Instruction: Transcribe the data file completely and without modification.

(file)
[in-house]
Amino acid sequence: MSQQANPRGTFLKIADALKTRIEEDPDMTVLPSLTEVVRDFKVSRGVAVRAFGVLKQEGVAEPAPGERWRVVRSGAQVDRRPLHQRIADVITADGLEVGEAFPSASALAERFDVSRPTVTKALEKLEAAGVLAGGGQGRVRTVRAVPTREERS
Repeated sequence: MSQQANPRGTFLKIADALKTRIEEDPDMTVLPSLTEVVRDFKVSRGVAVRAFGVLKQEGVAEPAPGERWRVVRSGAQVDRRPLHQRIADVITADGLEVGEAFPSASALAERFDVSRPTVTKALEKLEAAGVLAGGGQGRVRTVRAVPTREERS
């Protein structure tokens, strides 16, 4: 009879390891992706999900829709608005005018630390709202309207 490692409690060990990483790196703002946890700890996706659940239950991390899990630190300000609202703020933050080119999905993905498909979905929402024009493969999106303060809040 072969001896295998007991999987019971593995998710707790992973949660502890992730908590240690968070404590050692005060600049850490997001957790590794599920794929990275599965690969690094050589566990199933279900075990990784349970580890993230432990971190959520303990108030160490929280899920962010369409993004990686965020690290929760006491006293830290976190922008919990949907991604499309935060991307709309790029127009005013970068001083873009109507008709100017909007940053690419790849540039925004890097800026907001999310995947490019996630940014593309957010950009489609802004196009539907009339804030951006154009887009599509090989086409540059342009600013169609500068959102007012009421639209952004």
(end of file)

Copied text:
[in-house]
Amino acid sequence: MSQQANPRGTFLKIADALKTRIEEDPDMTVLPSLTEVVRDFKVSRGVAVRAFGVLKQEGVAEPAPGERWRVVRSGAQVDRRPLHQRIADVITADGLEVGEAFPSASALAERFDVSRPTVTKALEKLEAAGVLAGGGQGRVRTVRAVPTREERS
Repeated sequence: MSQQANPRGTFLKIADALKTRIEEDPDMTVLPSLTEVVRDFKVSRGVAVRAFGVLKQEGVAEPAPGERWRVVRSGAQVDRRPLHQRIADVITADGLEVGEAFPSASALAERFDVSRPTVTKALEKLEAAGVLAGGGQGRVRTVRAVPTREERS
């Protein structure tokens, strides 16, 4: 009879390891992706999900829709608005005018630390709202309207 490692409690060990990483790196703002946890700890996706659940239950991390899990630190300000609202703020933050080119999905993905498909979905929402024009493969999106303060809040 072969001896295998007991999987019971593995998710707790992973949660502890992730908590240690968070404590050692005060600049850490997001957790590794599920794929990275599965690969690094050589566990199933279900075990990784349970580890993230432990971190959520303990108030160490929280899920962010369409993004990686965020690290929760006491006293830290976190922008919990949907991604499309935060991307709309790029127009005013970068001083873009109507008709100017909007940053690419790849540039925004890097800026907001999310995947490019996630940014593309957010950009489609802004196009539907009339804030951006154009887009599509090989086409540059342009600013169609500068959102007012009421639209952004």